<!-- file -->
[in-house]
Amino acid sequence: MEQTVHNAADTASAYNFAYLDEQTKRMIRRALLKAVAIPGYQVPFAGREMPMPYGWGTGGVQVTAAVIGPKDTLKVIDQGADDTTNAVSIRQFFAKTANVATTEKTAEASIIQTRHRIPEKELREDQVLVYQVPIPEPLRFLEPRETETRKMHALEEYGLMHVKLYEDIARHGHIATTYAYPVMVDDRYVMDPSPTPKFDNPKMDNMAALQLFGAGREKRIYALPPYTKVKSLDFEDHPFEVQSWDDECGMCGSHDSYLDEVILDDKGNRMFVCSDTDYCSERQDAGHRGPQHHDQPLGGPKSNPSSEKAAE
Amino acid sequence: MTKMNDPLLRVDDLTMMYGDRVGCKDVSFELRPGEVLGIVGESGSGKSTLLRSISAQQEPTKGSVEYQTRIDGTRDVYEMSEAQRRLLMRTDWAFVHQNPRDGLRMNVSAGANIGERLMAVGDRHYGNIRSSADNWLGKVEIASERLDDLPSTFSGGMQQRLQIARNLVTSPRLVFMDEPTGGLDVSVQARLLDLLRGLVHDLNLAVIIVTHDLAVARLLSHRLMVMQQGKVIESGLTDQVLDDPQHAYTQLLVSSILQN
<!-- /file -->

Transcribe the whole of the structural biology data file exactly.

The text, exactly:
[in-house]
Amino acid sequence: MEQTVHNAADTASAYNFAYLDEQTKRMIRRALLKAVAIPGYQVPFAGREMPMPYGWGTGGVQVTAAVIGPKDTLKVIDQGADDTTNAVSIRQFFAKTANVATTEKTAEASIIQTRHRIPEKELREDQVLVYQVPIPEPLRFLEPRETETRKMHALEEYGLMHVKLYEDIARHGHIATTYAYPVMVDDRYVMDPSPTPKFDNPKMDNMAALQLFGAGREKRIYALPPYTKVKSLDFEDHPFEVQSWDDECGMCGSHDSYLDEVILDDKGNRMFVCSDTDYCSERQDAGHRGPQHHDQPLGGPKSNPSSEKAAE
Amino acid sequence: MTKMNDPLLRVDDLTMMYGDRVGCKDVSFELRPGEVLGIVGESGSGKSTLLRSISAQQEPTKGSVEYQTRIDGTRDVYEMSEAQRRLLMRTDWAFVHQNPRDGLRMNVSAGANIGERLMAVGDRHYGNIRSSADNWLGKVEIASERLDDLPSTFSGGMQQRLQIARNLVTSPRLVFMDEPTGGLDVSVQARLLDLLRGLVHDLNLAVIIVTHDLAVARLLSHRLMVMQQGKVIESGLTDQVLDDPQHAYTQLLVSSILQN